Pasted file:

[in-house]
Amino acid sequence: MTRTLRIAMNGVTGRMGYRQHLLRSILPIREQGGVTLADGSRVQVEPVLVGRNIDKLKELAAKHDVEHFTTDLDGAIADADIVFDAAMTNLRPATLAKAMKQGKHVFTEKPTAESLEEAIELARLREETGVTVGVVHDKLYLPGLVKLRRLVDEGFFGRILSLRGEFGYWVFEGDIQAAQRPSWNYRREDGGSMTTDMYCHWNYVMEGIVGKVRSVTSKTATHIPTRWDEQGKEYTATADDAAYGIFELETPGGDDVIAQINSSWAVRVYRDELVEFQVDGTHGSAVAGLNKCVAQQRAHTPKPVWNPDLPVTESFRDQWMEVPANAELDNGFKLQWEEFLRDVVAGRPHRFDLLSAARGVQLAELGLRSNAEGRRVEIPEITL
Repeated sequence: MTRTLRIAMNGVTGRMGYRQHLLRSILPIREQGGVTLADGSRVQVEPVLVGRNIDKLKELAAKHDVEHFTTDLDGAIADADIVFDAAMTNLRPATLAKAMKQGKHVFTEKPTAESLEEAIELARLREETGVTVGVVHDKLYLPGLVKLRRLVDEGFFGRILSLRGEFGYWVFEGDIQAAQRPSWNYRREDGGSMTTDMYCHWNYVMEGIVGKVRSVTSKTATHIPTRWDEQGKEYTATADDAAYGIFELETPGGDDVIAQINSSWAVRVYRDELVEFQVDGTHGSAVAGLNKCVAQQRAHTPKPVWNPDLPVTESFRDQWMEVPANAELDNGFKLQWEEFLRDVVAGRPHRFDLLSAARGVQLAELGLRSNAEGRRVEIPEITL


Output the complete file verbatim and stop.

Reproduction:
[in-house]
Amino acid sequence: MTRTLRIAMNGVTGRMGYRQHLLRSILPIREQGGVTLADGSRVQVEPVLVGRNIDKLKELAAKHDVEHFTTDLDGAIADADIVFDAAMTNLRPATLAKAMKQGKHVFTEKPTAESLEEAIELARLREETGVTVGVVHDKLYLPGLVKLRRLVDEGFFGRILSLRGEFGYWVFEGDIQAAQRPSWNYRREDGGSMTTDMYCHWNYVMEGIVGKVRSVTSKTATHIPTRWDEQGKEYTATADDAAYGIFELETPGGDDVIAQINSSWAVRVYRDELVEFQVDGTHGSAVAGLNKCVAQQRAHTPKPVWNPDLPVTESFRDQWMEVPANAELDNGFKLQWEEFLRDVVAGRPHRFDLLSAARGVQLAELGLRSNAEGRRVEIPEITL
Repeated sequence: MTRTLRIAMNGVTGRMGYRQHLLRSILPIREQGGVTLADGSRVQVEPVLVGRNIDKLKELAAKHDVEHFTTDLDGAIADADIVFDAAMTNLRPATLAKAMKQGKHVFTEKPTAESLEEAIELARLREETGVTVGVVHDKLYLPGLVKLRRLVDEGFFGRILSLRGEFGYWVFEGDIQAAQRPSWNYRREDGGSMTTDMYCHWNYVMEGIVGKVRSVTSKTATHIPTRWDEQGKEYTATADDAAYGIFELETPGGDDVIAQINSSWAVRVYRDELVEFQVDGTHGSAVAGLNKCVAQQRAHTPKPVWNPDLPVTESFRDQWMEVPANAELDNGFKLQWEEFLRDVVAGRPHRFDLLSAARGVQLAELGLRSNAEGRRVEIPEITL